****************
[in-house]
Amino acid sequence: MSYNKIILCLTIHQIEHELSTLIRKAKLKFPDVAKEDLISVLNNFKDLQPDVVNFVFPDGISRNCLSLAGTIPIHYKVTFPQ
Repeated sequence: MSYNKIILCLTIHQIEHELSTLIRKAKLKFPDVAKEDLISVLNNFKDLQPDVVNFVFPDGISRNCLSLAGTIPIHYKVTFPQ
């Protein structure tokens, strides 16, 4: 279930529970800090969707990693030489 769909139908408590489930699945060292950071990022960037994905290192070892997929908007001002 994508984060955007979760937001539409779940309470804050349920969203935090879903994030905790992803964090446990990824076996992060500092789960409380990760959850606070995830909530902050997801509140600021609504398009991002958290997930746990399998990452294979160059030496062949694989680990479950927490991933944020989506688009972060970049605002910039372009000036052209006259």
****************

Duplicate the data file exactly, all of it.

[in-house]
Amino acid sequence: MSYNKIILCLTIHQIEHELSTLIRKAKLKFPDVAKEDLISVLNNFKDLQPDVVNFVFPDGISRNCLSLAGTIPIHYKVTFPQ
Repeated sequence: MSYNKIILCLTIHQIEHELSTLIRKAKLKFPDVAKEDLISVLNNFKDLQPDVVNFVFPDGISRNCLSLAGTIPIHYKVTFPQ
């Protein structure tokens, strides 16, 4: 279930529970800090969707990693030489 769909139908408590489930699945060292950071990022960037994905290192070892997929908007001002 994508984060955007979760937001539409779940309470804050349920969203935090879903994030905790992803964090446990990824076996992060500092789960409380990760959850606070995830909530902050997801509140600021609504398009991002958290997930746990399998990452294979160059030496062949694989680990479950927490991933944020989506688009972060970049605002910039372009000036052209006259």